‘Wildlife warriors’ honoured

Cayman Wildlife Rescue recently celebrated two wildlife heroes, Mikaella Lacerda and Rogerio Pitta from Brazil, who have been volunteering with CWR for two years.

“These two ‘wildlife warriors’ have become integral to our program,” said Programme Manager Alison Corbett. “I wanted to recognise their involvement and achievements over the last few years.”

Ms Lacerda and Mr. Pitta were presented with an appreciation certificate from the National Trust for the Cayman Islands and given appreciation gifts for their efforts. DNS Diving donated a two-tank boat dive for the couple, and The Reef donated a weekend stay at the resort.

The couple has volunteered every week, sometimes more than 30 hours each on top of their regular full-time jobs.

Highlights of their work include assisting a barn owl, nicknamed Barney, which suffered a spinal injury. Ms Lacerda and Mr. Pitta took over much of his care, feeding him daily and exercising him regularly to prepare him for release.

“It was a very long rehabilitation period for this barn owl, and it’s thanks to the dedication of this couple that we were able to have a successful release,” Ms Corbett said.

After Barney was released, he even paid them a visit. The couple, who live near the release sight, spotted Barney regularly and eventually he was spotted with a mate.

The team also helped rehabilitate two juvenile brown pelicans that came into the program last winter. Ms Lacerda and Mr. Pitta oversaw their care until they were ready for release.

“As soon as we released the pelican in Pease Bay, he was joined by several other pelicans. It was great to see them all together fishing in the shallows. It was a wonderful reward for all our hard work,” Mr. Pitta said.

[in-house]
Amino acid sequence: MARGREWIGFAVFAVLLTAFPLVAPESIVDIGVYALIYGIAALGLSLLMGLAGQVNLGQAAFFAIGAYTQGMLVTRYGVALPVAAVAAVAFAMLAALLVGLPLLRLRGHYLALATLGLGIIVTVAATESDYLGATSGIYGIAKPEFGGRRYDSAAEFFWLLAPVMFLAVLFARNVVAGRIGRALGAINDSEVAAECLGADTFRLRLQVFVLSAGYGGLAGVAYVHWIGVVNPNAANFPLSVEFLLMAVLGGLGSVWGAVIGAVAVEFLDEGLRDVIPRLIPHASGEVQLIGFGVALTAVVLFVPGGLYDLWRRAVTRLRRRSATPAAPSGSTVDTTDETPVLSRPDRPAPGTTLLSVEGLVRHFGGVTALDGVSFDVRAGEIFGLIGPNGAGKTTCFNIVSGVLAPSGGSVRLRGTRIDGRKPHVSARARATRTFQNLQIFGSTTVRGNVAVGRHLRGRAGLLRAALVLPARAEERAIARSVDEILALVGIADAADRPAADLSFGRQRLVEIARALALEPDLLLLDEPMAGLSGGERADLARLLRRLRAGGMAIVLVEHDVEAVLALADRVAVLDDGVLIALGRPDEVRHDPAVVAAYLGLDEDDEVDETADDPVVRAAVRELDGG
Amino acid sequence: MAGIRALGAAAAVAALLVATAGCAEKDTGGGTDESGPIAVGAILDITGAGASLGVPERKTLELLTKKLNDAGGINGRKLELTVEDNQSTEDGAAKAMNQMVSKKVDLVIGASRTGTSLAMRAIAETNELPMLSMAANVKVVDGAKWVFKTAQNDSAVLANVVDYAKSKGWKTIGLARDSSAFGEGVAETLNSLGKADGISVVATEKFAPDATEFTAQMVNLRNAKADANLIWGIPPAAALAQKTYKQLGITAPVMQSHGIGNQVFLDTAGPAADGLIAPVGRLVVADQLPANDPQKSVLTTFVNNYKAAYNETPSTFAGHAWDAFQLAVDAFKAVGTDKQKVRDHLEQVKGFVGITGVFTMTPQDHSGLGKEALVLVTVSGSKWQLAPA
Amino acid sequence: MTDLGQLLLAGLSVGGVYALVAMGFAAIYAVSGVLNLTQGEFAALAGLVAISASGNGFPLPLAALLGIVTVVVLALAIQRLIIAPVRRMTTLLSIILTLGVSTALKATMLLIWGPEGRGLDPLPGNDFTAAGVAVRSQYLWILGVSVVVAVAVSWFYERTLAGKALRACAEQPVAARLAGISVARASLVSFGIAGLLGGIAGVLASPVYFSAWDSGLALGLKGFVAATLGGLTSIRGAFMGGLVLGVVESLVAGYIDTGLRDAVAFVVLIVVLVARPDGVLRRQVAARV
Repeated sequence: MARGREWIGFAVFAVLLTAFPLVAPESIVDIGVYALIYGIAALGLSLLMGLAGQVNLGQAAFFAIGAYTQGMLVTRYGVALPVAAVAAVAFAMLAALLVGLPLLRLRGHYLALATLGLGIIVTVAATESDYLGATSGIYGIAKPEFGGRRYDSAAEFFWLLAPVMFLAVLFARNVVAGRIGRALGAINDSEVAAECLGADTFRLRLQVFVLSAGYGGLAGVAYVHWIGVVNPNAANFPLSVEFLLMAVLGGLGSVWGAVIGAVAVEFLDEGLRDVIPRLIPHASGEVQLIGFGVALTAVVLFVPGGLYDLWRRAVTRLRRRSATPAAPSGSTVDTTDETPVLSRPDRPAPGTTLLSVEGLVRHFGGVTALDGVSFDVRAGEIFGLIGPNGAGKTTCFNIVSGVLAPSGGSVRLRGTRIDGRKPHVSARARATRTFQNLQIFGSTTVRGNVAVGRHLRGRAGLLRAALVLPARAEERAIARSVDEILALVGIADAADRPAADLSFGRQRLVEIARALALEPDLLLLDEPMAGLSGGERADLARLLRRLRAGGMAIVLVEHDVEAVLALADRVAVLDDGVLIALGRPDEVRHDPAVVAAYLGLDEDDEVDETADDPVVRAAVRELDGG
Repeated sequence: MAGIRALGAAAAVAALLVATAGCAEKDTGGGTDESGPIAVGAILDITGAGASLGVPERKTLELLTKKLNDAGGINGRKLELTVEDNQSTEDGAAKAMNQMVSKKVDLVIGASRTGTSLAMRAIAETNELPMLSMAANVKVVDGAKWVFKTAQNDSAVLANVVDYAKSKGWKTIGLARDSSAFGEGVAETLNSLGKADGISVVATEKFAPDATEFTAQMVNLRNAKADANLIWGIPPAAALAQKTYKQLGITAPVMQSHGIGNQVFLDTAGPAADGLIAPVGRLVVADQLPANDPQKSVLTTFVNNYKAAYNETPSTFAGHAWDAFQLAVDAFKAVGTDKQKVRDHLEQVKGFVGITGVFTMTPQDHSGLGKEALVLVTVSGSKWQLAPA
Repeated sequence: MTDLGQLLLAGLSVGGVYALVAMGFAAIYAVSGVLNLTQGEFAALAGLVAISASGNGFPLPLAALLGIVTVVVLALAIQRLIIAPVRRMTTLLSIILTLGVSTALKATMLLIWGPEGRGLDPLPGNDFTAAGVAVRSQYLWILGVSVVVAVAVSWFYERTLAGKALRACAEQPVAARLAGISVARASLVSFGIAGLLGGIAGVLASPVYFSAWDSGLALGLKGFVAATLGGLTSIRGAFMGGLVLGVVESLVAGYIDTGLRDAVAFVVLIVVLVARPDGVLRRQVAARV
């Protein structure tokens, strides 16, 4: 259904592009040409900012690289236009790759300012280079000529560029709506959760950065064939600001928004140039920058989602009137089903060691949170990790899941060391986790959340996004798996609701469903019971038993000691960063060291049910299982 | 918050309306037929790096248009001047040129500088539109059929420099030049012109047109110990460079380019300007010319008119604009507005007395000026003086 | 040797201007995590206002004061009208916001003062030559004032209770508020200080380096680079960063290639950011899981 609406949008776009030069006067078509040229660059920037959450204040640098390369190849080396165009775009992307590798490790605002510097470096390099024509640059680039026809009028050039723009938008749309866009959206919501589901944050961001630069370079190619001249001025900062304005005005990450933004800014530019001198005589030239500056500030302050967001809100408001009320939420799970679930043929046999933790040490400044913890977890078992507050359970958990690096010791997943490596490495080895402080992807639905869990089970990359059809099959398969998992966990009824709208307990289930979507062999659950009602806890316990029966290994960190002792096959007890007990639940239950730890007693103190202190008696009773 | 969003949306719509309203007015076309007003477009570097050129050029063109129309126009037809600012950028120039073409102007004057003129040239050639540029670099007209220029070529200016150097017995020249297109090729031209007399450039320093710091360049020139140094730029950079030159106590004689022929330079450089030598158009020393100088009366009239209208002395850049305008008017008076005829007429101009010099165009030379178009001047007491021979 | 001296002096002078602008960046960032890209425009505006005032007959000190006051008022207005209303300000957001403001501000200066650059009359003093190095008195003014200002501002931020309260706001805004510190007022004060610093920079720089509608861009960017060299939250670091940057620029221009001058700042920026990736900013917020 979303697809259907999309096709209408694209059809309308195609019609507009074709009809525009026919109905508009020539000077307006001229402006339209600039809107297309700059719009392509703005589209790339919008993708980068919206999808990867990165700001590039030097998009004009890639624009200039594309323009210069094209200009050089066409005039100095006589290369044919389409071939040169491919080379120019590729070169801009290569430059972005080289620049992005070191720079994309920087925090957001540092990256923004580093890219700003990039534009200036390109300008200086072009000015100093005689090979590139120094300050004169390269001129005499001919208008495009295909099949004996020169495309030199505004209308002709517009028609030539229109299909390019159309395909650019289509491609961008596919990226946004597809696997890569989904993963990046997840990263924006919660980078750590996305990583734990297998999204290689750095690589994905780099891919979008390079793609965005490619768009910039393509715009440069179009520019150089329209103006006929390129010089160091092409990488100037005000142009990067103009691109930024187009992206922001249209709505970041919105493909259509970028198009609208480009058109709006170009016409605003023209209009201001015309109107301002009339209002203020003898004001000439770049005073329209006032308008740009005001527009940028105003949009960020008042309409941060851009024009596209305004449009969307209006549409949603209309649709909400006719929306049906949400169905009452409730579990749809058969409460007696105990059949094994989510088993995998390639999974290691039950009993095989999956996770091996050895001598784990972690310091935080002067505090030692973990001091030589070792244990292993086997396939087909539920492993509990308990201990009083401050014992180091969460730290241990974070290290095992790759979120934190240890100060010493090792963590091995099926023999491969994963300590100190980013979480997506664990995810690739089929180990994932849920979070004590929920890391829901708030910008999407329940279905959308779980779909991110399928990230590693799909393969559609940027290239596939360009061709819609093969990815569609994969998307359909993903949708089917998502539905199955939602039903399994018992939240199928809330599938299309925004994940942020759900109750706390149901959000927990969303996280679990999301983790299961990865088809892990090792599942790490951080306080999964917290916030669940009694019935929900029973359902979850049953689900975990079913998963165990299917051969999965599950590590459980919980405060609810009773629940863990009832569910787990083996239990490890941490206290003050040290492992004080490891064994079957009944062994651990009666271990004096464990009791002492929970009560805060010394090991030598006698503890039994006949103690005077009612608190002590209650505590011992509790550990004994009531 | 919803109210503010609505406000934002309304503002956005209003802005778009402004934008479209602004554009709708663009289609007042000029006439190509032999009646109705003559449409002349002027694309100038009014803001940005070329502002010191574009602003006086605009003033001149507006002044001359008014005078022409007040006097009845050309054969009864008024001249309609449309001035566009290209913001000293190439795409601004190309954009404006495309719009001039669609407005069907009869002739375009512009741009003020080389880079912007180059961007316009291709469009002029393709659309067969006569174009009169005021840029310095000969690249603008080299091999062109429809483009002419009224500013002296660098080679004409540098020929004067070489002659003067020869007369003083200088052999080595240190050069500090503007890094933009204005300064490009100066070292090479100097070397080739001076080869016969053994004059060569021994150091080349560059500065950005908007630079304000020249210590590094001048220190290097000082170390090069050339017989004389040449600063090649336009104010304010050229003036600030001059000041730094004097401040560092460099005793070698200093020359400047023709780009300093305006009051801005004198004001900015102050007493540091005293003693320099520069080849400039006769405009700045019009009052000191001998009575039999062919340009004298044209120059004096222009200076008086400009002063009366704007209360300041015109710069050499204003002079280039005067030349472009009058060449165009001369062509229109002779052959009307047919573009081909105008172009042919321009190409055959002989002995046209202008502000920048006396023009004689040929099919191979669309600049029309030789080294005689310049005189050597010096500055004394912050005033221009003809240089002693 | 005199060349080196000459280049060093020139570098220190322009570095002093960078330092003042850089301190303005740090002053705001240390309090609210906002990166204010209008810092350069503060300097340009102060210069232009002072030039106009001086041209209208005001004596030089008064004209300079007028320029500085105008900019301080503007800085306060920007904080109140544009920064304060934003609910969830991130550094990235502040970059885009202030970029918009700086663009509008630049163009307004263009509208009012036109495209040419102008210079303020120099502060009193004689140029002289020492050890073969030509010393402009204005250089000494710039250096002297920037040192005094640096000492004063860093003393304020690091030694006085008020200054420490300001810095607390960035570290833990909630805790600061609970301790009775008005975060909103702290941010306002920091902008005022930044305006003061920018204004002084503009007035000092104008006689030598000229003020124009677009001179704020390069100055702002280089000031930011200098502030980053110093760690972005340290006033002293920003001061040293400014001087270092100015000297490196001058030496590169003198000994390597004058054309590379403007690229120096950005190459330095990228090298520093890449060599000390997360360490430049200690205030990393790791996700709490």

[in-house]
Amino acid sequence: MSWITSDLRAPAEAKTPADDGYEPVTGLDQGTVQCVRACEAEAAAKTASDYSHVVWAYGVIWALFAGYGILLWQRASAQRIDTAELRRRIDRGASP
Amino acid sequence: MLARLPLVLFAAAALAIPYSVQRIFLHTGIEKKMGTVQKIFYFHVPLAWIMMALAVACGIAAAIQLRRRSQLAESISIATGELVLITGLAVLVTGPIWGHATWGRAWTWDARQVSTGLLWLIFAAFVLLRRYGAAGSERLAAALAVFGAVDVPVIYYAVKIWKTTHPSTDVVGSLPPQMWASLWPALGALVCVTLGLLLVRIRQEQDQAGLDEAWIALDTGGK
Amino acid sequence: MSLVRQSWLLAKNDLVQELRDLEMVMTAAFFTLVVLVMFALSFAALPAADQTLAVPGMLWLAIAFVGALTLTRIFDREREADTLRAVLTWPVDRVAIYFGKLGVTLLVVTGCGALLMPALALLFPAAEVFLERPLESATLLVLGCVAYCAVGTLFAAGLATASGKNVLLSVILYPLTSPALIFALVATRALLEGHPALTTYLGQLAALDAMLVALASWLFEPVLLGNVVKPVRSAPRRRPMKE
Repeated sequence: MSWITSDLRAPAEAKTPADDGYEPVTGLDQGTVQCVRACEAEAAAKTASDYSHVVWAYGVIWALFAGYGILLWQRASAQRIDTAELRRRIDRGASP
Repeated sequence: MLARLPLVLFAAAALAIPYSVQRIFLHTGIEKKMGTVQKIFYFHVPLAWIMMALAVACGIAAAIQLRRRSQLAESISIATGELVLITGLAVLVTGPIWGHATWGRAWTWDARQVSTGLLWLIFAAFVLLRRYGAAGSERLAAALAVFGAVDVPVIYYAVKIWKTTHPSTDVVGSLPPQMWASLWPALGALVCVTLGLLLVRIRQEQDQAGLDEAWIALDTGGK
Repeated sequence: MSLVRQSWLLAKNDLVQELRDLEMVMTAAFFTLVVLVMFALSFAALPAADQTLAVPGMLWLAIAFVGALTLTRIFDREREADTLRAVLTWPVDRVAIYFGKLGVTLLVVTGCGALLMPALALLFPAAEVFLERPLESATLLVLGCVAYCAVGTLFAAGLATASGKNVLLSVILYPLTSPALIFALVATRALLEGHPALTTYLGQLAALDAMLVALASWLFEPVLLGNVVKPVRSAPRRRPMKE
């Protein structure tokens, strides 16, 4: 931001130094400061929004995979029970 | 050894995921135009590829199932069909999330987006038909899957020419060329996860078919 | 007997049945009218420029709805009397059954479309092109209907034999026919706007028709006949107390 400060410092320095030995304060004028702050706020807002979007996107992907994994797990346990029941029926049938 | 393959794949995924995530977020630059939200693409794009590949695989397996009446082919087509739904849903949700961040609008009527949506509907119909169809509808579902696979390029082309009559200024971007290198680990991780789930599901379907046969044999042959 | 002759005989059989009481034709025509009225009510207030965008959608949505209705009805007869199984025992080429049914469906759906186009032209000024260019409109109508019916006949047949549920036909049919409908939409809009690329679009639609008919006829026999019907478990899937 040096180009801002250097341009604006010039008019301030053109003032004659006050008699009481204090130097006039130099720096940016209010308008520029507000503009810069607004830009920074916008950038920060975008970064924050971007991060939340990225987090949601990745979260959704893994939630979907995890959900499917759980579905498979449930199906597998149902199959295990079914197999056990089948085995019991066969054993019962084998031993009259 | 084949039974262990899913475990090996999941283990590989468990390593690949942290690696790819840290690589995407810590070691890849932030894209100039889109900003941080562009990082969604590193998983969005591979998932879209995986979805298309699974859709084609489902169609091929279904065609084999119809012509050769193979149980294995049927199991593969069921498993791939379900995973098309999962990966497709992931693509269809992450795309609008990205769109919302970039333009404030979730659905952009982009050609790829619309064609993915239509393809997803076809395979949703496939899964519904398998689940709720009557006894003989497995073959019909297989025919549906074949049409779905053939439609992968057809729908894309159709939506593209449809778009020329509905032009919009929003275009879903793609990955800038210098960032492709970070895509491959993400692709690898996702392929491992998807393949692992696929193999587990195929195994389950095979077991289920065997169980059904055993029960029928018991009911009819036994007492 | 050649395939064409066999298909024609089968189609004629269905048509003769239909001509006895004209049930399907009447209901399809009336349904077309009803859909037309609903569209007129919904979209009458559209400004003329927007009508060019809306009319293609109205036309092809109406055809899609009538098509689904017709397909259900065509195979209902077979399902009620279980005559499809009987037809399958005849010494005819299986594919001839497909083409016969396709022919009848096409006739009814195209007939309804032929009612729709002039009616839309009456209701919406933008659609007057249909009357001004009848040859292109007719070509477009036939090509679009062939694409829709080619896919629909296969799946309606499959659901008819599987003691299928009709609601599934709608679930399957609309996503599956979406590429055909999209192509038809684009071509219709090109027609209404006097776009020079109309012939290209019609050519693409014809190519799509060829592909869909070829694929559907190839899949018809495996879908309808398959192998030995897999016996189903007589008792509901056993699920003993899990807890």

During baby bird season when the program became inundated with nestlings and fledglings, they volunteered to hand-raise baby birds.

“I think it would be impossible to count how many baby birds this couple has hand-raised or how many nests they have successful restored. During our busiest time of year Mikaella and Rogerio have been invaluable,” Ms Corbett added.

There were also many heroic wildlife rescues such as a magnificent frigate bird which became entangled in a fishing line in the harbour. They were first on the scene. Mr. Pitta borrowed a kayak and paddled out to the Frigate which was near drowning.

“The weather then quickly took a turn for the worse and not only was it pouring, the sea became quite rough. Rogerio disappeared from my view completely as he paddled out to the frigate,” Ms Lacerda said.

Mr. Pitta cut the line and pulled the Frigate up on the kayak. The bird was OK and rescued just in time. After being kept overnight and allowing his feathers to dry, the bird was released the next day.

The couple have also become sought after due to their bird of prey experience handling many owls and hawks that come into the program.

“Wildlife Rescue is a very demanding field; many long volunteer hours gave our program stability this last year,” Ms Corbett said. “The demand on this program is growing and it has been very difficult. Without the dedication of Mikaella and Rogerio, we wouldn’t have been able to operate. They are true wildlife heroes, and I am so pleased we are able to present them with some tokens of our gratitude, thanks to our friends at DNS Diving and The Reef for their support.”

Members of the public can support Cayman Wildlife Rescue by making a donation and mailing to: PO Box 31116 KY1-1205 or buying symbolic wildlife adoption kits available at the National Trust gift shop. For more information visit: www.caymanwildliferescue.org
917.BIRD (2474) is the Wildlife Rescue Hotline, and is available for the public to call for injured, sick or orphaned native & migratory wildlife.

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